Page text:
Thanks, it is maybe a bit of a puzzle, but I think it's really important for us to understand how recent the revolution in access to education is. And I think that really helps to explain why education levels are so low, if I think about some of the contexts that I'm most familiar with, in Sierra Leone, and rural Sierra Leone, and there, the vast majority of adults have zero years of schooling. And yet, most children are now in school. So you've seen this complete revolution within the space of, you know, a generation. And so you are trying to introduce this huge scale of education in a country and in communities, where very, very few people in the community are educated. And so that means it's hard to find teachers who are, you know, who have a lot of levels of education, it means parents aren't able to provide the support to people, you know, children just don't see it around them. And also, you're building an education system in a very, very short time. So maybe in that context, it's not so surprising. I mean, we now have levels of children going to school in the poorest countries in the world, which were only achieved in Europe, in the 1940s and 1950s. So, you know, it's really a very dramatic change that we're seeing. I think the other reason is that education systems, as they are implemented in many poor countries, are kind of direct copies, often, of systems that come from very, very different context. So too many countries sort of cut and pasted an education system, from, you know, the UK or France, who had designed their system for a very, very different context or with, you know, you had parental support at home where you had children coming into school, who had, you know, many of whom knew how to read by the time they started school, they weren't trying to cope with a third language. Often in countries we're talking about their people are being taught in their third, like second or third language. That's not what happens in the UK for most children. And yet, we sort of cut and pasted the system from there. And thirdly, pedagogy is just often very bad. So we just the ways in which people are teaching is just quite bad, really, which I think partly reflects the first two problems, but it's very fundamental.Laura Savage, Host:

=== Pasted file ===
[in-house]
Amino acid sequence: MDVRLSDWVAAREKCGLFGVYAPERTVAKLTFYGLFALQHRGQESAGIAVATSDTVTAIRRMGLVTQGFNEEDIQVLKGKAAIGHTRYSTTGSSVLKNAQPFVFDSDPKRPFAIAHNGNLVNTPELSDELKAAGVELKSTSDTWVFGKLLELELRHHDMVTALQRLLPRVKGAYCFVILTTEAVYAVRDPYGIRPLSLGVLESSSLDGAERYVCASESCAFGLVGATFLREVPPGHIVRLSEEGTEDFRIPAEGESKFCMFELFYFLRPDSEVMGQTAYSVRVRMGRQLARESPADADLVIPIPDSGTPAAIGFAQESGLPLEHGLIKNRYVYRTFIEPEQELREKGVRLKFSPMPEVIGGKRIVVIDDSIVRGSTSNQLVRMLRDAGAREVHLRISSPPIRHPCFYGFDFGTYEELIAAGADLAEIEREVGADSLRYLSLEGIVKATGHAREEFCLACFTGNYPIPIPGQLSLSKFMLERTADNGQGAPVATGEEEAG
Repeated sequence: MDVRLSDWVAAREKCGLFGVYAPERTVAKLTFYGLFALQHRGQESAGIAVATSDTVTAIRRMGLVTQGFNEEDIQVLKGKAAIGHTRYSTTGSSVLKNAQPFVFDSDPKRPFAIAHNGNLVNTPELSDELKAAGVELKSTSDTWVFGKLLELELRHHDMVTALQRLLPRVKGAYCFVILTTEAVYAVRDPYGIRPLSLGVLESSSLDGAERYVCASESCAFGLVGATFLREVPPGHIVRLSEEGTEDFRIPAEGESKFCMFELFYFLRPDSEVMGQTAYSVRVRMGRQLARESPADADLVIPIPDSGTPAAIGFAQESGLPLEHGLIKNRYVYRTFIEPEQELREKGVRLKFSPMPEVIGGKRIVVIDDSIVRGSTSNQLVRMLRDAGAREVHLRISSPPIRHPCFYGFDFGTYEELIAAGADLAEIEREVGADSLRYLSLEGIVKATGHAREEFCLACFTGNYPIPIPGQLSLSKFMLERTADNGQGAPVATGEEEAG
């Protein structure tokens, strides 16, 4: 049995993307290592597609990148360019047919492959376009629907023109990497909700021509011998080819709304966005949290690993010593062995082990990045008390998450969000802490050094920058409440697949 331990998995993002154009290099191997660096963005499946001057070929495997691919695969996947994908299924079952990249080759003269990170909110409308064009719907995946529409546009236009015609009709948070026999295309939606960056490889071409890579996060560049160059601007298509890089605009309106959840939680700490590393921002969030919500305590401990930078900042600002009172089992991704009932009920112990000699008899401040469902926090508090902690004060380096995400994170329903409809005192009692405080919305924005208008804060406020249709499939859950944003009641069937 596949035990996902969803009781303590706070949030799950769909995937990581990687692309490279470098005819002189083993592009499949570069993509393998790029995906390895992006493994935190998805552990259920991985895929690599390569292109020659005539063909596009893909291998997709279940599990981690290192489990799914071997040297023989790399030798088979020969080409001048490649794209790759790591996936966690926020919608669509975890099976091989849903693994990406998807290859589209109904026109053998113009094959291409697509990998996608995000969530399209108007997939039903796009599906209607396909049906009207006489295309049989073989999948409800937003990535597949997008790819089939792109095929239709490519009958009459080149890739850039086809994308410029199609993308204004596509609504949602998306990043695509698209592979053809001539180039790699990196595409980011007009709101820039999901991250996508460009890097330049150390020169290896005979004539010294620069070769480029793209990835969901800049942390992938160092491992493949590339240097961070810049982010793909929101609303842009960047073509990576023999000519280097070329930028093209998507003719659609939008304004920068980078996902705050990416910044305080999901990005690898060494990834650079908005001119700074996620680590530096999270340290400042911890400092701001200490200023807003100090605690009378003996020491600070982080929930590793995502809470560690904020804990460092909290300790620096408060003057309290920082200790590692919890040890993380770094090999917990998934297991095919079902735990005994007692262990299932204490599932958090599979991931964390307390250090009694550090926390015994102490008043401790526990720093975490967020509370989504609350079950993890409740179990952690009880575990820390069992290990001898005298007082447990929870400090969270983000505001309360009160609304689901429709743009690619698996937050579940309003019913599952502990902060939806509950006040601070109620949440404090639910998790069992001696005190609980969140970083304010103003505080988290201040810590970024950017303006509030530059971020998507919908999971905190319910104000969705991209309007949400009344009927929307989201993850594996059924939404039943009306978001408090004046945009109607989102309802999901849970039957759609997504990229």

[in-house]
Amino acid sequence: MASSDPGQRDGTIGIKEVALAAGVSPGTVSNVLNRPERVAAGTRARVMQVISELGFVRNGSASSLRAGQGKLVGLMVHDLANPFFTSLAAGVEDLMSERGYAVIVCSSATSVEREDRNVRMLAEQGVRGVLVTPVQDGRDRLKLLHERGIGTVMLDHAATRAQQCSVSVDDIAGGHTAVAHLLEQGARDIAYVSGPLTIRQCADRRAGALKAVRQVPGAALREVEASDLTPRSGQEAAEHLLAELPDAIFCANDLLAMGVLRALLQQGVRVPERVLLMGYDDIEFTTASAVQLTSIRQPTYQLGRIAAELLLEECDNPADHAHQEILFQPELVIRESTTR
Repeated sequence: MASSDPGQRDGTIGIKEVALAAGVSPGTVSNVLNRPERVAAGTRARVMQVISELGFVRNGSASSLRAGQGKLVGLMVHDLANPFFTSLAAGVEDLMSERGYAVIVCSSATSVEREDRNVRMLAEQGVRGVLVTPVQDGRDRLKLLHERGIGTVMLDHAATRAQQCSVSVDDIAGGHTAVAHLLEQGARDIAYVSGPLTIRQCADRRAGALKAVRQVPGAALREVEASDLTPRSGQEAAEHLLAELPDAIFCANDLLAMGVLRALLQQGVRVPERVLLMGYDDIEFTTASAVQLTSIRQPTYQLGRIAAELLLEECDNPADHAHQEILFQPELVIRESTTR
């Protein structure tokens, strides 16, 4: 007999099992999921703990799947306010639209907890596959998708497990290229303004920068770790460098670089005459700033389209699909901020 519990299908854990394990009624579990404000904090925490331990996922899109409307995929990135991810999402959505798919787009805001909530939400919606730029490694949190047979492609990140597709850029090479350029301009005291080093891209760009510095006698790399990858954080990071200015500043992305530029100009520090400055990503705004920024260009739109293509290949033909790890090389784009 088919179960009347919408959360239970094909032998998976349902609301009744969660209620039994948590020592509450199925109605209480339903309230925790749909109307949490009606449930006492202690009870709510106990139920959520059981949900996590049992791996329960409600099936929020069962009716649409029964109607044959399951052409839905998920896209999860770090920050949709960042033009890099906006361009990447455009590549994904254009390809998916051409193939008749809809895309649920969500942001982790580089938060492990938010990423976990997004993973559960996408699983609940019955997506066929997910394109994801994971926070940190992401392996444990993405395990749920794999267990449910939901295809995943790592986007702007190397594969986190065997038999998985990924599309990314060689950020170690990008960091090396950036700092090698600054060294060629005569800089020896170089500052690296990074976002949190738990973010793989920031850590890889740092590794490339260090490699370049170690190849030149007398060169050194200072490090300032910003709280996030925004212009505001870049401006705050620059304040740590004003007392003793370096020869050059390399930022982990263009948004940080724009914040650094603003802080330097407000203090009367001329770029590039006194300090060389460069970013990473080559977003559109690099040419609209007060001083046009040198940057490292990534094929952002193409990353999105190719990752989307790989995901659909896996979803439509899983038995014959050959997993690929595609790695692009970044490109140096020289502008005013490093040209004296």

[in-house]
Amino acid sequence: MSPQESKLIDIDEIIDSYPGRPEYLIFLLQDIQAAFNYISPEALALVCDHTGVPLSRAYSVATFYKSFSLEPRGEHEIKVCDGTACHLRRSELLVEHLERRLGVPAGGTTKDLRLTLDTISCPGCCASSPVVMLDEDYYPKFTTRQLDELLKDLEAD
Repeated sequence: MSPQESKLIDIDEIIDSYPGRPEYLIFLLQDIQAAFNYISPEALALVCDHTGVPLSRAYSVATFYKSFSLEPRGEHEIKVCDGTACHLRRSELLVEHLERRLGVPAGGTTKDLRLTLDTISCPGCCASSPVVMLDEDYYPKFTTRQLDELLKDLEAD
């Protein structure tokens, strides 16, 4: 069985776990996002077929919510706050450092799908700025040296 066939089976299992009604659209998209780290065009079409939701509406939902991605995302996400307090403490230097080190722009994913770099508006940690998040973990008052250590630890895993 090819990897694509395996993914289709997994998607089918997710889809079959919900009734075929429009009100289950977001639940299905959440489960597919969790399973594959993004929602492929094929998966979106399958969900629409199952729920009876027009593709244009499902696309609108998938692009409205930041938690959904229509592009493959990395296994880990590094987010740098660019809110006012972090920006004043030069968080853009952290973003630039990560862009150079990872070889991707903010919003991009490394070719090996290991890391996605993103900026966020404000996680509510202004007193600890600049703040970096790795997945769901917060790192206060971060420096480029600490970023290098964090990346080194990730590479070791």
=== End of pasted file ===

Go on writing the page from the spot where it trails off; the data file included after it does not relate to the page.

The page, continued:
So RISE has done all sorts of sophisticated analysis of learning levels. But after this question on why foundational learning levels so low, the next question that everyone policymakers/practitioners ask is, what should we do differently? How do we drive learning levels upwards? You are a founding member of the Global Education Advisory Panel, which last year released a report on smart buys in education. This sets out a list of interventions that have been shown to be cost effective at raising learning outcomes. Now, some would say that the smart buys are the antithesis of a systems approach to education. Can you tell us a bit more about the story behind the smart buys, and why you actually think that they're complimentary with the systems approach.Rachel Glennerster, Guest: